By Dawn DeBois
There is no doubt about it. It’s an ongoing juggling act to be chronically ill. If we aren’t juggling our energy stores, we are juggling our med schedules. And nobody can dismiss for a moment the juggling chronically ill patients and their families must do to pay for those meds. If meds are in the rare disease category, it’s a bigger juggle. I’m beginning to think I should have gone to clown school instead of college.
I’ve always had to juggle my energy stores — even in high school, long before any chronic illness diagnoses infiltrated my medical charts. I swam competitively and always wound up in bed, sick, the week after school vacation. My body couldn’t handle the extra toll placed on it by the intense training. Whenever I tried to join my friends for all-nighters, I’d pay for it the next day with my body in pain. It wasn’t until I had a few diagnoses and conversations with my doctors that I learned to nap and rest to plan for extra energy expenditures. I also learned not to attempt all-nighters.
I recall listening once to a friend who was upset that she had been told by a doctor she would need to take one thyroid pill every day for the rest of her life. It was unfathomable to her. As I listened quietly, I thought of the med drawer I have myself, filled with countless bottles of daily meds, along with my subQ infusion organizer cart. All my meds are a part of my daily life with no end in sight — unless something is replaced by something better that comes down the pharmaceutical approval pathway. Each day, I have a routine in place to make sure all my meds are taken with food, or without, and the right number of times a day. To take just one simple thyroid med a day, a half hour before food, way back in my 20s seems so simple compared to now. My routine works great when I’m home. But when traveling, which I love to do, requires mass production to ensure my meds are organized in such a way that all will be taken appropriately. Traveling across time zones makes it even more challenging. Unfortunately, there isn’t a med organizer complex enough to do the job.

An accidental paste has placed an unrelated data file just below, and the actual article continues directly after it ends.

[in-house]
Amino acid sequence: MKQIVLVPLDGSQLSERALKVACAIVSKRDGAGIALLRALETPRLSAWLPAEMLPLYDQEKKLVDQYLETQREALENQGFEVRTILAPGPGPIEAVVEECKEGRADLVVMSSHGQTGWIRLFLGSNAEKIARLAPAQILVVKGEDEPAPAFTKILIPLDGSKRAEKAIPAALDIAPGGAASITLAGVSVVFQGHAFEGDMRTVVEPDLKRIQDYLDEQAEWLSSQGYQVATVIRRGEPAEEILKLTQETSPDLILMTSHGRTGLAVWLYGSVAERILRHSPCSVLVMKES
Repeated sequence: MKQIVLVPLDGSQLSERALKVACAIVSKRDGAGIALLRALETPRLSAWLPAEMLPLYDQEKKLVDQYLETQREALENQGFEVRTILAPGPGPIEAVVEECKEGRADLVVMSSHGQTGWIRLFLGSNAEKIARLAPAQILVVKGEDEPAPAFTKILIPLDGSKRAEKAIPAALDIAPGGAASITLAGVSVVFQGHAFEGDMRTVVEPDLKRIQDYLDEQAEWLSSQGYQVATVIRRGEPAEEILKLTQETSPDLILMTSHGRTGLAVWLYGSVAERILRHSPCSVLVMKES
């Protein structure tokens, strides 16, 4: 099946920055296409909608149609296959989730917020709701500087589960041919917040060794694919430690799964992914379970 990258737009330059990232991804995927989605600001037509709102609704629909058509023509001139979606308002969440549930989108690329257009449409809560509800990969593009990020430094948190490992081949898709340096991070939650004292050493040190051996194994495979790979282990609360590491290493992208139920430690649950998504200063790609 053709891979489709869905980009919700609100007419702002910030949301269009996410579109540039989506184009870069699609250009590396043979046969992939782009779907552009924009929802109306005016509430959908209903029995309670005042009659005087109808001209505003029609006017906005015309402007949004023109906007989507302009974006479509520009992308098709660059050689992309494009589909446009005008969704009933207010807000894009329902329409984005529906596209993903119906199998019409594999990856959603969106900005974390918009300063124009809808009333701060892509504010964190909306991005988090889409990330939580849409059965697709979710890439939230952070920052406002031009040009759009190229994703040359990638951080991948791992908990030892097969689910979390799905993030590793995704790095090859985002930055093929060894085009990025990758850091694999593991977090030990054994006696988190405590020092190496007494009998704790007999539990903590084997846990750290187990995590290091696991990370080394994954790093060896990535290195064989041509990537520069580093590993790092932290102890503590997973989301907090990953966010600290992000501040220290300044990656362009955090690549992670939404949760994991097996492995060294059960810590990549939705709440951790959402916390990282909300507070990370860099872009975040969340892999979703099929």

Which brings us to the reality of paying for these medications. All chronically ill patients and their families know the challenges and fears. There are Medicare and Medicaid programs, product reimbursement cards and patient assistance plans that can help; but all of them come with requirements, income limits and, of course, there must be funding. This is probably the biggest source of juggling stress that chronically ill patients face. To qualify for some programs, we must live like paupers. If we are doing well physically and want to attempt to better ourselves financially by returning to the workplace, we risk losing our safety nets. Worse yet, for rare disease patients, some of those safety nets such as patient assistance programs are available only for FDA-approved treatments. Countless rare disease treatments are off-label and thus do not qualify for assistance programs. I know I don’t need to remind any fellow zebras that rare disease meds are the most expensive on the planet!
Who else has been doing a lot of juggling? Maybe we should start a circus?